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The Business Magazine November 2023
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Albert Goodman celebrates opening of new Bristol office – and being named best accountancy firm to work for

30 May 2023
The Business Magazine article image for: Albert Goodman celebrates opening of new Bristol office – and being named best accountancy firm to work for
Iain McVicar, left, managing partner, and Chris Walford, business services partner

South West-based chartered accountants, tax consultants and financial planners Albert Goodman  celebrated the opening of their new Bristol office on Thursday (May 25).

The celebration took place less than a week after the company was named the UK's Best Accountancy Firm to Work For by Best Companies – for the second year running.

Albert Goodman recently signed a lease on 3,000 square foot of newly renovated grade A office space at King Street – more than twice the size of its previous Bristol hub in Westbury-on-Trym.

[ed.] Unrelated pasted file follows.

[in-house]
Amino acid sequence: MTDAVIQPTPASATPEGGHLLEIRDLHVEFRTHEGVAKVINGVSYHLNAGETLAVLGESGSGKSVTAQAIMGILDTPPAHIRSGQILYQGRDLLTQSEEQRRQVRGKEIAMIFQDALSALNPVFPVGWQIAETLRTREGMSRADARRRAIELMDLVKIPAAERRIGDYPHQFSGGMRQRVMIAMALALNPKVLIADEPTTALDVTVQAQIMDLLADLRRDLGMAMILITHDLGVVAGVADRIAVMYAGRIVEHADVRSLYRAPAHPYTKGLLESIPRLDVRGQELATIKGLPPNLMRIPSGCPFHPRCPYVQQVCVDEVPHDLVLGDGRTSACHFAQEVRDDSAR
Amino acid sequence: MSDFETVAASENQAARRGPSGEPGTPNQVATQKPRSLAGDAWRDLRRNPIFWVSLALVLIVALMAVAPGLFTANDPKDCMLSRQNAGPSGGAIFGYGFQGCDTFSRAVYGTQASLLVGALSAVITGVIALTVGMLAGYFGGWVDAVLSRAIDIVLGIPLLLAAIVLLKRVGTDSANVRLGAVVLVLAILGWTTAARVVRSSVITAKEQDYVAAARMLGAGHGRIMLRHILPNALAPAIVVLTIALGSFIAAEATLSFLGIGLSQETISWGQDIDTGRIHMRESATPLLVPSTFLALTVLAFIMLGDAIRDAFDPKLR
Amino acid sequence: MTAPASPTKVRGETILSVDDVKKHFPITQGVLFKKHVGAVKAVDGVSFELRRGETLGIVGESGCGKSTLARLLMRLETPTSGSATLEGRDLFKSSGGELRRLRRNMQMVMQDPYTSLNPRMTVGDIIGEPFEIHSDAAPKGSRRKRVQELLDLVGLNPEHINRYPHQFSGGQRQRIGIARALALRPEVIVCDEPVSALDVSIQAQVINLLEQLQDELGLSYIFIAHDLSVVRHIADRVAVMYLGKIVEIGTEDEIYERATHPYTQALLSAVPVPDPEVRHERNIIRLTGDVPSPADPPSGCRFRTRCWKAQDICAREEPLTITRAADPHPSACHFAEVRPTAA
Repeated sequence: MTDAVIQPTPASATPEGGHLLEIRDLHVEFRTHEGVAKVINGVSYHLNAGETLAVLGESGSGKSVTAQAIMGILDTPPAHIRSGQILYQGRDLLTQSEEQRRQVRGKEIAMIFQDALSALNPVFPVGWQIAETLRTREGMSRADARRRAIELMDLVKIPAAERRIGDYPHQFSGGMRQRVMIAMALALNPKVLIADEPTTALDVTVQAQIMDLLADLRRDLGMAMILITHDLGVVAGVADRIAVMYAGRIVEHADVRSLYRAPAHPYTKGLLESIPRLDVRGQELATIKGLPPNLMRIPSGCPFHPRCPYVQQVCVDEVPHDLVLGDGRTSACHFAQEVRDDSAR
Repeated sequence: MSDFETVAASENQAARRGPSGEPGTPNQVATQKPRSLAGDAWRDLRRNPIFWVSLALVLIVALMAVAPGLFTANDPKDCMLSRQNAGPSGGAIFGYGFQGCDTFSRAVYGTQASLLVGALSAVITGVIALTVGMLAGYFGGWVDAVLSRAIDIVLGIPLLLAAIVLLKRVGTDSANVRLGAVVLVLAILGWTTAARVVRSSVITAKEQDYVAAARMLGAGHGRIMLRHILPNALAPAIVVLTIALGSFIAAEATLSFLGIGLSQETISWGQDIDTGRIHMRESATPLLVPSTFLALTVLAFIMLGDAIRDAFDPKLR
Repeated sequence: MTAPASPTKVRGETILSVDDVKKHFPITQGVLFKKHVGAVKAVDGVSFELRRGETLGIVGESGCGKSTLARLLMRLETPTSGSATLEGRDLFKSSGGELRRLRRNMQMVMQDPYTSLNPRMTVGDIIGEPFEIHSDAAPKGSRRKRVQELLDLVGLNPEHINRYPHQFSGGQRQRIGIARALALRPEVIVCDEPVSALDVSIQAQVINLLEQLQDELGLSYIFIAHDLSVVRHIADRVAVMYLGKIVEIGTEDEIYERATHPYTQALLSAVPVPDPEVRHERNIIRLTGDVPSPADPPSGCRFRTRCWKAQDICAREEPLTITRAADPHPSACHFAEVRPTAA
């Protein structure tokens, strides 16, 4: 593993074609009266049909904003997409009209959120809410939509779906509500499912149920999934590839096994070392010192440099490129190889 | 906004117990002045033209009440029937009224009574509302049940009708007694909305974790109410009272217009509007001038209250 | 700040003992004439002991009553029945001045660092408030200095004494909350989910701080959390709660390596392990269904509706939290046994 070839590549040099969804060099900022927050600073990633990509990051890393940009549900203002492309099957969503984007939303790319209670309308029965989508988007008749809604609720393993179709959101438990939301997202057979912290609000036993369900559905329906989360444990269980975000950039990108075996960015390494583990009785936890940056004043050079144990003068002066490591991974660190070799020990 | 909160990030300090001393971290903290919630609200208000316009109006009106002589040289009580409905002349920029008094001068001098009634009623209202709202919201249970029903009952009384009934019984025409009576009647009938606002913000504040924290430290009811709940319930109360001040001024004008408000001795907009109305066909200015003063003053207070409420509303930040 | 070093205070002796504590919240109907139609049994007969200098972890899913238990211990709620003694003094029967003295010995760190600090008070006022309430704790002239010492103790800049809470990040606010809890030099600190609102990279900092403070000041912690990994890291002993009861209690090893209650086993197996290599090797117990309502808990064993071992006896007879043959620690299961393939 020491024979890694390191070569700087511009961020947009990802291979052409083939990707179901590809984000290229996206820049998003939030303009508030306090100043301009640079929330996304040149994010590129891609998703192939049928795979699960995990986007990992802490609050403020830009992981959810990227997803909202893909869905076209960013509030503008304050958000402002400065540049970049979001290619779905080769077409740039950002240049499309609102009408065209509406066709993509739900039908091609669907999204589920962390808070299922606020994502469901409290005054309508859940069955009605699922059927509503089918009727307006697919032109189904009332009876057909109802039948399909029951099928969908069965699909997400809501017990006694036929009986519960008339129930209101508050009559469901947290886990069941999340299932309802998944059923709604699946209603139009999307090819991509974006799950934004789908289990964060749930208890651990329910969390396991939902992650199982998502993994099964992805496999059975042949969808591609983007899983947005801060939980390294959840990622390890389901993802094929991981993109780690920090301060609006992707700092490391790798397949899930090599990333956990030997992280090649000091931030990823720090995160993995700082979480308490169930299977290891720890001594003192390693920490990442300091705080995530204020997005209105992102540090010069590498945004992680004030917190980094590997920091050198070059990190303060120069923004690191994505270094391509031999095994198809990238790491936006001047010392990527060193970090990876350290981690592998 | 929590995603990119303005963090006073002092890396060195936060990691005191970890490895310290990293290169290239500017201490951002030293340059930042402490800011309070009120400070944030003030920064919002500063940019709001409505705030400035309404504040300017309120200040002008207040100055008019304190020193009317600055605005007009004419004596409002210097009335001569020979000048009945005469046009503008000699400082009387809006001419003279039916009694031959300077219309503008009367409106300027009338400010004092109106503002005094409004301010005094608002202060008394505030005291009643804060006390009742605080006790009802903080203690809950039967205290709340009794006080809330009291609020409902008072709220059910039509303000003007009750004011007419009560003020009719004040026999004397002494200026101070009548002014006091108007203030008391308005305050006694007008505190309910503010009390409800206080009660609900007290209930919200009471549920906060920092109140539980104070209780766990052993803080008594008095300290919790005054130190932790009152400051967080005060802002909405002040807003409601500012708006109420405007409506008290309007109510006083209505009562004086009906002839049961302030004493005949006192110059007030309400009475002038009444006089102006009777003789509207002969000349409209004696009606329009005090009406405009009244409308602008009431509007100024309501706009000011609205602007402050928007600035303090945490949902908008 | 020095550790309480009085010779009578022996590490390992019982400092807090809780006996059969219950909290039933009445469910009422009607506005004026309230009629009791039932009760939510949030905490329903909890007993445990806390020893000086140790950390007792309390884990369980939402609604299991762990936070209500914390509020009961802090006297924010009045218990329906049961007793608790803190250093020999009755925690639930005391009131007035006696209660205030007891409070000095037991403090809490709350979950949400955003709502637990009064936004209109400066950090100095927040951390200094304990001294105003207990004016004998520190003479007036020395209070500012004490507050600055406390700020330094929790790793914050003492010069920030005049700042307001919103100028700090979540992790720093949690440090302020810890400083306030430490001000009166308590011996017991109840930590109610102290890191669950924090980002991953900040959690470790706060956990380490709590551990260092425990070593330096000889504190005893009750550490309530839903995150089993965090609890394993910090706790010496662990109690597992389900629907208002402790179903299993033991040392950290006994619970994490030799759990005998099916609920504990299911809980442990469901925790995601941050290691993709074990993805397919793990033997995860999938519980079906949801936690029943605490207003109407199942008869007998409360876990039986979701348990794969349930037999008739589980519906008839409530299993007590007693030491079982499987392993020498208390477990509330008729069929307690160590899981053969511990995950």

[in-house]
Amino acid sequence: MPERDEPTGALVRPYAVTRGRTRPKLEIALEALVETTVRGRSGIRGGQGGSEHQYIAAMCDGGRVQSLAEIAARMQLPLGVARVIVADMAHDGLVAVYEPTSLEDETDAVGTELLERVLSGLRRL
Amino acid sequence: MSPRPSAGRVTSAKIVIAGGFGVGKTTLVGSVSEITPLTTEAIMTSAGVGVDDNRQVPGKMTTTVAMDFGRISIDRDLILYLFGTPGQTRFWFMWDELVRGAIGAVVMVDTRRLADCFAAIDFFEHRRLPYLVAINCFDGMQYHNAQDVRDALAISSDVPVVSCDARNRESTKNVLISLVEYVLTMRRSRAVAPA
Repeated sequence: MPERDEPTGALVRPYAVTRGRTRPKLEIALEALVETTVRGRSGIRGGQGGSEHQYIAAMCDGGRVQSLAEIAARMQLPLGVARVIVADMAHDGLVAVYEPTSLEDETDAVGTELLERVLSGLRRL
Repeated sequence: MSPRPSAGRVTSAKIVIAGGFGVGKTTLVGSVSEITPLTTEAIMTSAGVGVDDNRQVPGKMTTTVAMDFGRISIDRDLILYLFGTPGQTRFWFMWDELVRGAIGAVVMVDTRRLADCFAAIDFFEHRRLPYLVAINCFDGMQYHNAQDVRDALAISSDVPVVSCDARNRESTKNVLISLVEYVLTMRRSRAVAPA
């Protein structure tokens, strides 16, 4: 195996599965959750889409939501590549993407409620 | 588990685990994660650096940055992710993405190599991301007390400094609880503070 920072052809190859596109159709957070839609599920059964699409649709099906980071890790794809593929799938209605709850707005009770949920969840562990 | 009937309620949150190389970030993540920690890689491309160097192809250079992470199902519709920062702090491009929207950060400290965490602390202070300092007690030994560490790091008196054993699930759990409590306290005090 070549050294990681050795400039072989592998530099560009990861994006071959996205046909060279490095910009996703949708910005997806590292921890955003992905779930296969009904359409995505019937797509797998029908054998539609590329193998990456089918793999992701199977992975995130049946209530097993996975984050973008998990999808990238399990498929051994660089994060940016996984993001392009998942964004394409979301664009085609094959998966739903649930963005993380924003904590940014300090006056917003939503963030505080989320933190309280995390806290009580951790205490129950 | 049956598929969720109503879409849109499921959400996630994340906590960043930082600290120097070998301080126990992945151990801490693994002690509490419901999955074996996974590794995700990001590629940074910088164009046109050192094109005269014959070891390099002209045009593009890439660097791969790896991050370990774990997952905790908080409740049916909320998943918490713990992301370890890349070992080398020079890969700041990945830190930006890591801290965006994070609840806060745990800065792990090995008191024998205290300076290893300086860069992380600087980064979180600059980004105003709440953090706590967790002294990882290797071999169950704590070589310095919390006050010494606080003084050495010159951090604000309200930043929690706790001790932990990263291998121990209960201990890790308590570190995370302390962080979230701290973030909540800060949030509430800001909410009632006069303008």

Fifteen of the company's three hundred employees will be based at the city centre office.

Read more: Albert Goodman opens new Bristol office

But the launch took place in the palatial surroundings of Bristol Museum & Art Gallery, which as managing partner Iain McVicar noted was apt for a company whose heritage dates back 157 years to 1866.

Chris Walford, an audit and corporate partner who will lead the Bristol office, said: "This new office is part of our vision for the future. The opening of our new office represents our ambitions within the city and beyond. It is a huge milestone for us and big step forward in our efforts to expand our business and serve our customers.”

Albert Goodman is headquartered in Taunton with offices in Yeovil, Weymouth, and Weston-Super-Mare.

Peter Davison is deputy editor of The Business Magazine. He has spent his life in journalism – doing work experience in newsrooms in and around Bristol while still at school, and landing his first job on a local newspaper aged 19. By 28 he was the youngest newspaper editor in the country.

An early advocate of online news, he spent the first years of the 2000s telling his bosses that the internet posed both the biggest opportunity and greatest threat to the newspaper industry and the art of journalism. He was right on both counts.

Since 2006 he has enjoyed a career as a freelance journalist. He lives in rural Wiltshire with one wife, two children, and three cats.

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